NASA has named the astronauts chosen to fly on commercial spacecraft made by Boeing and SpaceX to and from the International Space Station, the research laboratory that orbits around Earth.
Their voyages are scheduled to begin next year, and they would be the first American astronauts to launch from United States soil since 2011. NASA retired its space shuttle fleet that year, and started sending astronauts to the I.S.S. aboard the Russian Soyuz spacecraft, at a cost that has risen to $81 million per seat.
“What an exciting and amazing day,” Jim Bridenstine, NASA’s administrator, said at the announcement at NASA’s Johnson Space Center in Houston. (Watch the full video here.)
But a Government Accountability Office report published last month raised alarm bells that the project is running behind schedule, and could miss key deadlines. The delays could even result in a gap in American access to the space station, because NASA has contracted for seats on Soyuz only through November 2019, the report found.
On Friday, NASA said that if uncrewed test flights go smoothly, the astronauts will fly before then, on roughly two-week test flights and later on missions of Boeing’s CST-100 Starliner and SpaceX’s Crew Dragon. NASA worked closely with the companies to engineer both spacecraft.
“The opportunity to fly in a new vehicle is any test pilot and astronaut’s dream,” Mike Hopkins, an Air Force colonel who will fly aboard the Crew Dragon on its first long-term mission, wrote on Twitter. Such missions usually last five to six months.
Colonel Hopkins had previously spent 166 days on the I.S.S., and conducted two spacewalks. He’ll be joined by Victor Glover, a Navy commander who will be making his first trip into space.
The test flight astronauts on the Crew Dragon, both of whom joined NASA in 2000, will be Col. Bob Behnken of the Air Force and Doug Hurley, a retired Marine Corps colonel. The Crew Dragon will launch aboard a Falcon 9 rocket from the Kennedy Space Center in Florida. The uncrewed test is planned for November; the test flight with crew aboard is set for April 2019.
Captain Williams has spent 322 days aboard the I.S.S. since becoming an astronaut in 1998. While she was there in 2007, she completed the Boston Marathon — on a treadmill — in 4 hours 24 minutes, marking the first time an entrant had finished the race from orbit.
On the test flight for the Starliner will be: Eric Boe, a former space shuttle pilot who retired from the Air Force; Christopher Ferguson, a Boeing astronaut who left NASA in 2011; and Lt. Col. Nicole Mann of the Marine Corps. It would be the first space trip for Colonel Mann.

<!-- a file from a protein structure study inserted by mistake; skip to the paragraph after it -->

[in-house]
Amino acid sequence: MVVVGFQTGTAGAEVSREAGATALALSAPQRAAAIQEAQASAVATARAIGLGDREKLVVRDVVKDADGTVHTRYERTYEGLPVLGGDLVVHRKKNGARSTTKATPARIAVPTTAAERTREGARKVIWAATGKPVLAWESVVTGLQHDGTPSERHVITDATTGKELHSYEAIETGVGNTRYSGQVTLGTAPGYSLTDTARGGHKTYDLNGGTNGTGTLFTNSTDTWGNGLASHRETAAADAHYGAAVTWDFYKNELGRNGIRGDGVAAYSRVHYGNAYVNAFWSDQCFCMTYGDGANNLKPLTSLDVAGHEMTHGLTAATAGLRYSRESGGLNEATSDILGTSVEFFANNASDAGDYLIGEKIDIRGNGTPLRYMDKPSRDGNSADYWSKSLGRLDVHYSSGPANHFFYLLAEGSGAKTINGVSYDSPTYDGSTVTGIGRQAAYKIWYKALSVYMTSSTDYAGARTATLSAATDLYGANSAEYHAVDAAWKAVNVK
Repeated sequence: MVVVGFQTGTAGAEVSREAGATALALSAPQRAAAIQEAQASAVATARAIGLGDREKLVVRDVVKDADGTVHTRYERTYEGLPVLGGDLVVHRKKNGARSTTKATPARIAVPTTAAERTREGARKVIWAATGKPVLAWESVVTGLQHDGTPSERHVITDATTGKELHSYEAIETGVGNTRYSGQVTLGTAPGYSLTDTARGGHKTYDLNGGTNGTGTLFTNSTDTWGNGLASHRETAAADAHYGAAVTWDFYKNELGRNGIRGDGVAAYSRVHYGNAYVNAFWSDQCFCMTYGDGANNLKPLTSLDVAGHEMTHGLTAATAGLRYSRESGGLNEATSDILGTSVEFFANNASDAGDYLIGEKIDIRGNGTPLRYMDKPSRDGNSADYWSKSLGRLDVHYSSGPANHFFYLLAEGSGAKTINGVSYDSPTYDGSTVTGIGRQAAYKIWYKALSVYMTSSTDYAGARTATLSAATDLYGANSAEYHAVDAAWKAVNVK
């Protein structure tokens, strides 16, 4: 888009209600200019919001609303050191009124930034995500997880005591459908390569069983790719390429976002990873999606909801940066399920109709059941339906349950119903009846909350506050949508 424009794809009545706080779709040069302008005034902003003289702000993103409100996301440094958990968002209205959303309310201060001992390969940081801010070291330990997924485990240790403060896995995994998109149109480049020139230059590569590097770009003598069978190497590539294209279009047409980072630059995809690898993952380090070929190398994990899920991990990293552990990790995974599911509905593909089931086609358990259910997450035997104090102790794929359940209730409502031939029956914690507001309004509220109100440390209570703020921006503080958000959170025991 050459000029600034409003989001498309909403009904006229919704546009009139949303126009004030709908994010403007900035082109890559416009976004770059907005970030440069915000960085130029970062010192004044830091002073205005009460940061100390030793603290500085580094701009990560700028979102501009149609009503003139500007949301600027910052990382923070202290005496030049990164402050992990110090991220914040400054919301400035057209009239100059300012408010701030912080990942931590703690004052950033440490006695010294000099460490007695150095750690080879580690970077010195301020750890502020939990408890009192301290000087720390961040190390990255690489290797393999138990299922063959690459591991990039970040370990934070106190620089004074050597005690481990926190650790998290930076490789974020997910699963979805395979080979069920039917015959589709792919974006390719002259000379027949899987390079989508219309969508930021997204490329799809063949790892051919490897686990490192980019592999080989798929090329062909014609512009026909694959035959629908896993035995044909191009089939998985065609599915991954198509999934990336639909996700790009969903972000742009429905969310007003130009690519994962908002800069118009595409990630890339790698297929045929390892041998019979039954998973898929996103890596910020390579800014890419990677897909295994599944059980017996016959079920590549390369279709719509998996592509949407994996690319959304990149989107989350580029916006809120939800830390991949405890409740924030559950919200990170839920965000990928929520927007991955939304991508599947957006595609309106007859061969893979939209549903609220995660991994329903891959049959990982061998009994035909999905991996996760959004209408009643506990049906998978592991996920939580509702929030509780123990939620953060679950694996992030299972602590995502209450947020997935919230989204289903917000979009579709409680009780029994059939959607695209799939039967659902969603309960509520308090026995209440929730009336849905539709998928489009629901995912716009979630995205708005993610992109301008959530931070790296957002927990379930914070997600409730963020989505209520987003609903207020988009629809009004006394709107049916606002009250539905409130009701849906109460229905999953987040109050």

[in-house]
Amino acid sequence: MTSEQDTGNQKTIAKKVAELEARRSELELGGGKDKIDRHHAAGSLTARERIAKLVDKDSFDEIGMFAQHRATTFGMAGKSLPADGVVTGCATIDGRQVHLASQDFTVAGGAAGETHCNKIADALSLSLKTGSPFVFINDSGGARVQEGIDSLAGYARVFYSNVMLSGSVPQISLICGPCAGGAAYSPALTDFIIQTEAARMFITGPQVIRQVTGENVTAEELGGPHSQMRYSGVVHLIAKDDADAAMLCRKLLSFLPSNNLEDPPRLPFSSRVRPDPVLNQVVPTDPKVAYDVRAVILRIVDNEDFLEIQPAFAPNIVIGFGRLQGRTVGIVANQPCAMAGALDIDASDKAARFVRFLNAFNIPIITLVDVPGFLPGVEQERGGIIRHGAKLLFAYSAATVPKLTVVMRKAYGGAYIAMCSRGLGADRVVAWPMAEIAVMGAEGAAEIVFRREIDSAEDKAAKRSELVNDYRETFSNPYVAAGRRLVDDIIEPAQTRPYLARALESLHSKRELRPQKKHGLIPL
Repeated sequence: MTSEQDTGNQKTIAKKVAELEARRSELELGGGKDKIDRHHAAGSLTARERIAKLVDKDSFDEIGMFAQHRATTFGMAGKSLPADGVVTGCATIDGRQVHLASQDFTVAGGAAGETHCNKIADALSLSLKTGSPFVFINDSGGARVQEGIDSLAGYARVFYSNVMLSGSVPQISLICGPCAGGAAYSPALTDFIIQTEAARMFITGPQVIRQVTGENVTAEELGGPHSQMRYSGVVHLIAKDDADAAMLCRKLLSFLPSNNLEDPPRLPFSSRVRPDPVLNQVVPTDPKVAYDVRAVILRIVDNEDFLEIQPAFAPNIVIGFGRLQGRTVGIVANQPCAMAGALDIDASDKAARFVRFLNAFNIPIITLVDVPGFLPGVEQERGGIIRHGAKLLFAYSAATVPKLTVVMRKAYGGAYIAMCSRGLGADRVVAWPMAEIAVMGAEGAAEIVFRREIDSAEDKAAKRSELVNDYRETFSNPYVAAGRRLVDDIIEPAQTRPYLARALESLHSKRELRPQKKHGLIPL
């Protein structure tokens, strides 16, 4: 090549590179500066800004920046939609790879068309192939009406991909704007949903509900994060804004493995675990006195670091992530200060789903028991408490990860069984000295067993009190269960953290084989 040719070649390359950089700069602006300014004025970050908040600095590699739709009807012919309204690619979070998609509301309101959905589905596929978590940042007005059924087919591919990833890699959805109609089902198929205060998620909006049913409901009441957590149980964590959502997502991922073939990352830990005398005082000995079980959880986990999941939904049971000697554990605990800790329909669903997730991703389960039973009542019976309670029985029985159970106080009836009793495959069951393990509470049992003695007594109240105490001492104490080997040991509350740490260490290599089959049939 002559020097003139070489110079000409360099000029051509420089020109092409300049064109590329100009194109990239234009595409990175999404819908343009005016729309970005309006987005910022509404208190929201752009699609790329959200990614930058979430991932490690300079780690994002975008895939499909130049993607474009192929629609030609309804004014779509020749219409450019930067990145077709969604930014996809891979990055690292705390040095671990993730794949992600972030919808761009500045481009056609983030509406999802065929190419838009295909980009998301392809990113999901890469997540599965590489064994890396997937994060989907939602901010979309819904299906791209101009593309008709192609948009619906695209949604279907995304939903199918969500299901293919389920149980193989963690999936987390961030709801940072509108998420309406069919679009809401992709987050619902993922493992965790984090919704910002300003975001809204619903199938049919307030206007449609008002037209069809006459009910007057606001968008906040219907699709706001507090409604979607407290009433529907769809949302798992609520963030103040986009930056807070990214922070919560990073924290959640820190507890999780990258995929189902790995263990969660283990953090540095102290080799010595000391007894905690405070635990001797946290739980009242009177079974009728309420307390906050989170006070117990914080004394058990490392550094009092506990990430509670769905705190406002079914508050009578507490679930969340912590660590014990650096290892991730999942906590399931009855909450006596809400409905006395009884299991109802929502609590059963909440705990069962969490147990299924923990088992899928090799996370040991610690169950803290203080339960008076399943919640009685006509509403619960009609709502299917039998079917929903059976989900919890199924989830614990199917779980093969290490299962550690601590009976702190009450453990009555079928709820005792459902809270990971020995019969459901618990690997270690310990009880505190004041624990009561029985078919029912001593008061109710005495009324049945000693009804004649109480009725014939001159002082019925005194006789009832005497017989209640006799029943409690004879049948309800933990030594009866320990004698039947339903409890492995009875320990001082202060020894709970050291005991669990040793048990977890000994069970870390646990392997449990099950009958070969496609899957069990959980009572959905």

The Starliner will launch aboard an Atlas V rocket from Cape Canaveral Air Force Station. The uncrewed test flight is scheduled for late 2018 or early 2019. The test flight with crew is scheduled for mid-2019.
Douglas Stanley, head of the National Institute of Aerospace in Hampton, Va., said it’s crucial for the United States not to depend on Russia to conduct space research.
“We’re very pleased to see it happen,” he said. “We think its very important for the nation to have a domestic capability to launch astronauts.”
Maintaining the I.S.S. costs the federal government up to $4 billion a year, and NASA is working on plans to privatize it. The Trump administration proposed eliminating direct federal funding for the station by 2025, and allocating money to commercial entities who could operate it.
But NASA’s options may be limited by the international agreements that established the station in 1998.
Both Boeing and SpaceX are also working with Bigelow Aerospace, a Las Vegas company that intends to launch private space stations into orbit, to be leased to nations or companies.
The contracts for travel to the I.S.S. were awarded in 2014. Boeing received a $4.2 billion contract, and SpaceX’s was for $2.6 billion. The contracts call for six missions, with as many as four astronauts per mission, for each company.
John M. Logsdon, the founder of the Space Policy Institute at George Washington University, noted that buying a service from commercial providers is a major departure from how the space program has operated historically. He applauded the move.
“It’s a step toward broadening the means of access to space so it’s not just a government monopoly,” he said.
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